My final point. We rush, perhaps, to compare August Wilson to other playwrights, to O’Neill, to Williams. We even call him the American Bard in homage to Shakespeare. But his focus on his 4B sources of inspiration, Bearden, Baraka, Borges, and the Blues, and his adoption of their styles, across genres, to his plays, makes him more of a Renaissance man that just a playwright. And as a Renaissance man, a more apt comparison is to other Renaissance men, like Da Vinci.
We can discuss over the course of the cycle whether Wilson was a classicist, a neo-classicist, or a modernist (or even a post modernist). I know I wear my feelings on my sleeve, as they say. No poker face here, much to my regret.
No soliloquies in Jitney. Every word spoken is an exchange between two or more characters. No angel in the mix casting an inquisitive glace at the audience like in Virgin of the Rocks. We are on our own here and many of us are able to relate to those we see on the stage.
On Becker and Booster, my personal belief is that Booster’s adolescent acting up, including his dalliance with Susan McKnight leading to his incarceration, was all less a function of the trauma of seeing his dad made small by Mr. Rand the landlord in his formative years, and more a function of his rejection of the image and future Becker sought to consciously and subconsciously impose on him through out his youth. That sentence was too long, but you catch my drift.
The information that came out about the death penalty in Pennsylvania and the way Wilson wove it into Jitney was so interesting it sent me to the internet for more research. “In 1913, the state’s capital punishment statute was amended to bring executions under the administration of the state rather than individual counties, and also changed the method of execution to electrocution. Between 1915 and 1962, there were 350 executions in Pennsylvania, including two women. The last prisoner executed by means of the electric chair was Elmo Smith in 1962.” https://deathpenaltyinfo.org/state-and-federal-info/state-by-state/pennsylvania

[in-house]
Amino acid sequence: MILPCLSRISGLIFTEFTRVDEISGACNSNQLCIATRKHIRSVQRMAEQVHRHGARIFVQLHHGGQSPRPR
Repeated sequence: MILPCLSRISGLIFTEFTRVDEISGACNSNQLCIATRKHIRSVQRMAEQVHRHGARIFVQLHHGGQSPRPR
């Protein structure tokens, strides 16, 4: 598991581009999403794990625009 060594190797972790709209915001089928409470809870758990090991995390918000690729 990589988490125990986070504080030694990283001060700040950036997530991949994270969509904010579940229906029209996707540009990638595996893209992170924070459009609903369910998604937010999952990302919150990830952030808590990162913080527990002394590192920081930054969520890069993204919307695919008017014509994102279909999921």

One member noted that there are two veterans in the play, Youngblood (Darnell) and Doub. Youngblood served in Vietnam and Doub served in Korea. Only on one occasion do they “commiserate” regarding their common military experiences, early in Act 2, Scene 1. Also, no other play in the series has more than two military veterans.
Women very influentual to the play’s action never show up on stage to speak for themselves. Booster’s mother Coreen died of grief after he was given the death penalty and before his sentences was commuted to 20 years. Susan McKnight was Booster’s girlfriend at Pitt who cried rape when they were discovered and later was murdered by Booster. Cigar Annie, who was evicted, stands in the middle of the street raising her dress. Shealy’s wife, Rosie, put a curse on his future ability to have another woman in his life. Becker’s new wife is Lucille. Fielding has been separated from his wife for 22 years, but he knows she loves him. Philmore’s wife put him out, but she’s gonna beg him to come back, almost like the story of Wilson’s first wife.
We see Turnbo with his gun one time in Act 1. And we never see his gun again. That was a bit of a surprise.
I want to explore the comparison between Booster and Bigger Thomas in Richard Wright’s Native Son.
Shealy runs numbers and many drivers play. Turnbo and Youngblood play checkers. This game playing seems to be a recurring theme throughout the play. Also, along those lines, Booster hits the number just before he learns of his father’s passing, so he is in possession of some cash to perhaps help him fix up the place after he has taken over.